On Tuesday, President Obama criticized the military commissions system he signed into law. (Video still from whitehouse.gov.)
Guantanamo Naval Base, Cuba – Prosecutors and defense attorneys in the Sept. 11 case resumed their heated debate on Tuesday about whether the government can withhold information about the five defendants’ past treatment at CIA black sites without any review by the judge, Army Col. James Pohl.
Discussion of redactions in a 2006 Justice Department Office of Legal Counsel memorandum to John Rizzo, then the acting general counsel of the CIA, about detainee treatment took up much of the morning. (The redacted memo has been in the public domain thanks to a Freedom of Information Act request.)
Defense attorneys contend that Pohl must compare the redacted and the original document to decide whether the defense should receive the complete version. James Connell, lead attorney for Ammar al Baluchi, told Pohl that the process was a “judicial act” and that his role was “front-loaded” in these disputes over access classified information.
But Army Brig. Gen. Mark Martins, the chief prosecutor, told Pohl that the government should not have to come up with an “itemized” list of every redaction in discoverable documents with an explanation for each blocked-out portion.
“That just can’t be the standard,” Martins said.
“That is exactly what it is,” David Nevin, the lead lawyer for Khalid Sheikh Mohammed, shot back.
The lead defender for Walid bin Attash, Cheryl Bormann, implored Pohl to review both sets of documents so that the issue could be properly considered on appeal. She acknowledged that the government gets “the first cut” on what should go to the defense.
“They don’t get the final cut,” she added. “You get the final cut.” [Related: Browse recent military commissions coverage.]
The arguments played out in the Guantanamo Bay courtroom as President Obama presented his plan to Congress for closing the detention facility, which currently houses 91 detainees, including the five defendants charged with the Sept. 11 attacks and an additional five detainees subject to separate commission proceedings. Under the plan, the administration will work with Congress to find a location for the detainees in commissions as well as for other detainees not part of commissions who cannot be transferred.
In his remarks from the White House, Obama said the commissions “are very costly” and that “they have resulted in years of litigation without a resolution.” He added: “We’re therefore outlining additional changes to improve these commissions, which would require congressional action.”
The Sept. 11 defendants were arraigned in May 2012, following a failed attempt by the Justice Department to try them in New York federal court. While the prosecution will not provide an estimate, defense lawyers said late last year that the trial was at least five years away.
Discovery over the CIA’s Interrogation Program
Defense attorneys are seeking information about the CIA’s Rendition, Detention and Interrogation (RDI) program, which subjected their clients to “enhanced interrogation techniques” at agency black sites before their transfer to Guantanamo Bay in 2006.
The government has conceded that some of this information is material to the preparation of the defense, including efforts to challenge the admissibility of statements the defendants made at Guantanamo, to mitigate against the death penalty and to file motions to dismiss the charges based on outrageous government conduct. Last week, Martins pledged to provide ten different categories of information about the black sites, either directly to the defense lawyers or to Pohl.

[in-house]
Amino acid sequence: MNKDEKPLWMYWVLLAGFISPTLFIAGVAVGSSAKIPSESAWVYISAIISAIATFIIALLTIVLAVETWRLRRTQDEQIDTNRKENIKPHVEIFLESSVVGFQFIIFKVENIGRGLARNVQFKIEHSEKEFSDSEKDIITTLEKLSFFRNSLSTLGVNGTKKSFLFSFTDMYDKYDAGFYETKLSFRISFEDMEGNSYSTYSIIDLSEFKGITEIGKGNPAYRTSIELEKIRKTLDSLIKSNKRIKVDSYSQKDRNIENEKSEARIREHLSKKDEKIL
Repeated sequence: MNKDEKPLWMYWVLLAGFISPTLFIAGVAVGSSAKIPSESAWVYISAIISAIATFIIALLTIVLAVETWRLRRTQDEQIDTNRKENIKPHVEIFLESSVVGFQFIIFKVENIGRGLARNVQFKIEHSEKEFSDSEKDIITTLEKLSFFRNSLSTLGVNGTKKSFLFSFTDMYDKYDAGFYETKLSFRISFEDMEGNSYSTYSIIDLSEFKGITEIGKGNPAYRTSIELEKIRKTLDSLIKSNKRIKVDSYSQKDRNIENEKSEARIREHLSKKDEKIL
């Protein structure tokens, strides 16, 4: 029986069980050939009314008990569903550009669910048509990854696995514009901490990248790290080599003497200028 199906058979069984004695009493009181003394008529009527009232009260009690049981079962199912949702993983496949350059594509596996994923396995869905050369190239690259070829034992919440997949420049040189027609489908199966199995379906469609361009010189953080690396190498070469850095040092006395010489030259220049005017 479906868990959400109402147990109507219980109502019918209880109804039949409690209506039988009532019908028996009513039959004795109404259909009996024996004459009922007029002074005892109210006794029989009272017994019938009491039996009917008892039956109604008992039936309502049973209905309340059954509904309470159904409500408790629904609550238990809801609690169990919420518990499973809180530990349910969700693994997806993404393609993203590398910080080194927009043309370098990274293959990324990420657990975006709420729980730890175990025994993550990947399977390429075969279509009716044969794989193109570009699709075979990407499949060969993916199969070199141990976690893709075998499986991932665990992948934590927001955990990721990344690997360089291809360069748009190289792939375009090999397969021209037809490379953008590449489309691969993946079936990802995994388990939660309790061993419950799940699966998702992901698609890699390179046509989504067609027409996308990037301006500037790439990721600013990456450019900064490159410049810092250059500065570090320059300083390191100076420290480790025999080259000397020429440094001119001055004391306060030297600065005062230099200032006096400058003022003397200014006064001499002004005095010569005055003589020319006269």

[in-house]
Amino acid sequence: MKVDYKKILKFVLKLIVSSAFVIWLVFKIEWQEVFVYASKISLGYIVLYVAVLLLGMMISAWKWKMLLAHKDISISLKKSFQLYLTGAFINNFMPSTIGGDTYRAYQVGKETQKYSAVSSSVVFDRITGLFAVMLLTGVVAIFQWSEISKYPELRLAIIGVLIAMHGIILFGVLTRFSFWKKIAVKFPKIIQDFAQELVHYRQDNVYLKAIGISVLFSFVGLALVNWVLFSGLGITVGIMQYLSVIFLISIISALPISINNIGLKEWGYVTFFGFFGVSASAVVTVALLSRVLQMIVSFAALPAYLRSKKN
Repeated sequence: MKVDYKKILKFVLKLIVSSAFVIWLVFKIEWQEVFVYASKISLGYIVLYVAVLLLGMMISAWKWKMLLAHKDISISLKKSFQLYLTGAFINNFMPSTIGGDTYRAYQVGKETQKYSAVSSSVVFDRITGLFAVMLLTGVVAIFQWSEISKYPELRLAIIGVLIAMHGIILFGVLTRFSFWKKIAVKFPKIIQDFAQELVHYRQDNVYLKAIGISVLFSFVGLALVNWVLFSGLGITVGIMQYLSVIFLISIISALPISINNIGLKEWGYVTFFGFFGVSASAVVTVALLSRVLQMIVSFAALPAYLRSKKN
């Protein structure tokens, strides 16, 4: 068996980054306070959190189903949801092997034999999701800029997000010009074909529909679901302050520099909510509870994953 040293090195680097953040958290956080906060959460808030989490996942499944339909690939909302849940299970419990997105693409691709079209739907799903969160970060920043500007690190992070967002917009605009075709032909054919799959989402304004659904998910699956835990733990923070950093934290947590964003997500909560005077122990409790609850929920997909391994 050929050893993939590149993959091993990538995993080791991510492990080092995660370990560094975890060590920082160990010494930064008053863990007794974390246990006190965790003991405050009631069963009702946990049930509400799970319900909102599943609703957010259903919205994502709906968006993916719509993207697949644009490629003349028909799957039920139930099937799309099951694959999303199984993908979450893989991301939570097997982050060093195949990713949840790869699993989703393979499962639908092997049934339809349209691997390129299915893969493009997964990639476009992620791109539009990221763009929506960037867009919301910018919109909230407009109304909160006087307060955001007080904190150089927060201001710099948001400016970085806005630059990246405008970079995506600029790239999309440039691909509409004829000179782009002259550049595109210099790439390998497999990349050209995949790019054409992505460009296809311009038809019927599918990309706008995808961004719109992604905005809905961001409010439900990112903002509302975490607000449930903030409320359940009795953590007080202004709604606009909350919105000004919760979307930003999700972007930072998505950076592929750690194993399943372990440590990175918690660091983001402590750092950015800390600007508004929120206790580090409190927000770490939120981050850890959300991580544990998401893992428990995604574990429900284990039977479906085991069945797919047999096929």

Under commission rules and Brady v. Maryland principles, the government has to hand over helpful information to the defense. (Defense attorneys argued that the Brady standard covers all “favorable” information, not merely information that meets the higher standard of being “exculpatory.” Martins did not adopt the “favorable” interpretation but allowed that the commission rule that deals with Brady principles “exceeds” an exculpatory standard.)
Commission rules also incorporate a D.C. Circuit decision from 1989 (U.S. v. Yunis) that require this information to be “noncumulative” if the government has invoked a national security privilege.
Martins told Pohl that the prosecution had the authority to determine what information is “cumulative” (or redundant) in situations where the government was going to be providing the same information in other discovery – a position rejected by the defense, which wants Pohl to make these determinations.
With the Office of Legal Counsel memos, Martins temporarily side-stepped the cumulative issue by telling Pohl that his team had decided that the blacked out portions were not relevant or helpful to the defense.
Still, defense lawyers charged that commission rules are clear that it is the judge who decides whether the defense can receive information that the government claims is privileged by national security. Suzanne Lachelier, one of the lawyers for Mustafa al Hawsawi, described the government’s position as “extra-judicial.”
James Harrington, the lead attorney for Ramzi bin al Shibh, echoed Nevin in arguing that the 8th Amendment required an expansive view of the Brady principle that the defense receive all favorable information. He said the standard in a death-penalty case could be interpreted as “Brady on drugs.”